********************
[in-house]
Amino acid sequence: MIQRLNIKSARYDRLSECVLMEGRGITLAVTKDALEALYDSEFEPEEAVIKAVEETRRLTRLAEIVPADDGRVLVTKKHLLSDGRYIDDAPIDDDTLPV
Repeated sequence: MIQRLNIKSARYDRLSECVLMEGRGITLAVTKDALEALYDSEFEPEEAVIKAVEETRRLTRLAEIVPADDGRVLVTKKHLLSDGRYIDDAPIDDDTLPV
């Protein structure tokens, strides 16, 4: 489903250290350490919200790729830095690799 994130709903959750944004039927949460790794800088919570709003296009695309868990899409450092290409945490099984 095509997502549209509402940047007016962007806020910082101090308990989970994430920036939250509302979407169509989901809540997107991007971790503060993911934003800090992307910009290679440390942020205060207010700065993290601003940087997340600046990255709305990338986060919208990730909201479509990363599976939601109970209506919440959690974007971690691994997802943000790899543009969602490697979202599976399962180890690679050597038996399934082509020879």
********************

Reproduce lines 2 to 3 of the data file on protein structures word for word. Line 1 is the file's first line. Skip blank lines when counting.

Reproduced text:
Amino acid sequence: MIQRLNIKSARYDRLSECVLMEGRGITLAVTKDALEALYDSEFEPEEAVIKAVEETRRLTRLAEIVPADDGRVLVTKKHLLSDGRYIDDAPIDDDTLPV
Repeated sequence: MIQRLNIKSARYDRLSECVLMEGRGITLAVTKDALEALYDSEFEPEEAVIKAVEETRRLTRLAEIVPADDGRVLVTKKHLLSDGRYIDDAPIDDDTLPV